The Summer session of Mulligan Fitness Bootcamp has drawn to a close, and I thought this would be a good time to review how it all went down over the past 3 months. I had a blast running it, and I hope everyone that came down to the park learned something new and had a great workout experience. I have written below about a couple of the techniques used during bootcamp, as well as a few lessons I learned.
Rain, rain, GO AWAY
Seriously… I hope it never rains again! Nearly every session in the month of June was threatened by rain, and July was not any better. Going outside is a double edged sword – if you get lucky, the fresh air and grass can make training outdoors an awesome experience. On the other hand, if rain is in the forecast, postponements, mid workout alterations, and even very muddy clothes are all a possibility (and in our case, a REALITY). I ended up having to rescheduled several of the bootcamp sessions, while having to do a rain dance before others. Hopefully, I paid my rain dues, and it stays dry during our fall sessions 😉
Bring the competition!
I felt one of the most successful drills at bootcamp were the ones that incorporated some form of competition. As people are quick to tell me, I am a pretty competitive person. I am keeping score with EVERYTHING, and I want to win. I think that competition brings out the best in everyone, so it is no surprise that I love adding in mini challenges to the workout. Some of my favorite are:
*run to the cone, do the exercise, run back to the start, do the exercise. Each set of the exercise is done with one less rep than the previous set. After that set, run to the next cone, which is a shorter distance away than the previous cone.
Cone 1 (30 yards): 10 body weight squats, 9 body weight squats
Cone 2 (25 yards): 8 body weight squats, 7 body weight squats
Cone 3 (20 yards): 6 body weight squats, 5 body weight squats
Cone 4 (15 yards) : 4 body weight squats, 3 body weight squats
Cone 5 (10 yards): 2 body weight squats, 1 body weight squats
*Split the group up into two, and make the drill a relay race. Whichever team has all of its members finish first, wins.
Agility Ladder Circuit
Exercise 1: Medball slams x5
Exercise 2: Diagonal hops to an agility cone, 5 cones
Exercise 3: Burpees x5
Do three rounds through the circuit.
*Split up the group and make it a race. Whichever team completes all the prescribed rounds first, wins.
Toys are fun
Some bootcamps around the country specialize in body weight only training, and trust me, there are some incredibly difficult movements you can learn to do using just your body weight. Exercises such as the planche pushup, pistol squat and handstand push up are all incredibly challenging exercises. However, advanced movements require mobility and stability that takes years to develop. They are not suited for a fast paced bootcamp session. Basic body weight drills such as squats and push ups are far easier to learn, and I love programming these movements into the bootcamp. However, body weight is frequently just too easy of a resistance for lower level movements. The intensity is just not high enough to obtain a training effect.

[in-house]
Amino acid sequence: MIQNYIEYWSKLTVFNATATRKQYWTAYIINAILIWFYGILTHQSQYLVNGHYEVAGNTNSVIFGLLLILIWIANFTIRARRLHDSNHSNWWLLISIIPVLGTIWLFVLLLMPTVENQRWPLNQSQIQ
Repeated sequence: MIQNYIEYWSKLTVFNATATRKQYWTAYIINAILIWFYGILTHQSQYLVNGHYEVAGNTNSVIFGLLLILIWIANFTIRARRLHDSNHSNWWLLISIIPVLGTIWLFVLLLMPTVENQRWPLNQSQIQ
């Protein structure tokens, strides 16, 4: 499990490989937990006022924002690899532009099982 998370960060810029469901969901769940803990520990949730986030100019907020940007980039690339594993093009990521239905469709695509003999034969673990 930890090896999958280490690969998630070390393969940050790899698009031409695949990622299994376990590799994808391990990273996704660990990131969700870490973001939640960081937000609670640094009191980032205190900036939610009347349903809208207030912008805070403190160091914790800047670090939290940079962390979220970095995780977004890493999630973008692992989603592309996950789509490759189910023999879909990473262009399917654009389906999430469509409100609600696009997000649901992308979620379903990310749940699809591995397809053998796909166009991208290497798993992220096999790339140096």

What is my go to solution for raising intensity? My Toys. More specifically, chains, sleds, ropes, bands and weights. Many of these tools significantly increase the resistance of an exercise, while allowing clients to challenge an already familiar motor pattern safely. Some of my favorite movements and tools to pair are:
1. Goblet squat with kettlebells
2. Push ups with chains
3. Sled resisted sprinting
4. Med ball throws
I make a conscious effort every training session to prepare each client for the movements of the day. It is so important to do this, because our computer based society virtually guarantees the development of poor posture. In all likelihood, you will NOT be prepared for any movement beyond sitting in front of a computer without intervention. The warmup done is specifically written so all of your restrictions and tightness that will affect your workout are lessened.
Clearly, you get the message that I believe that mobility and warming up in general is vital to a good workout. However, sometimes I can get overzealous and have the warmup go on way too long, or I can just tack on exercises at the end of the warmup because during the session, I thought it would be a great idea to fit it in! This is not a great strategy if I want to have a warmup that is not a chore. I prefer warmups to flow well, with each exercise building on the one before it. By the end of the Summer, I cut the urge to keep adding drills down a bit.
The first season of bootcamp taught me a lot, but the underlying message is that bootcamp is a great way to get outside, do something exciting and defeat mediocrity. Get outside, get moving, and get in shape.
Mulligan Fitness and Hylete.com
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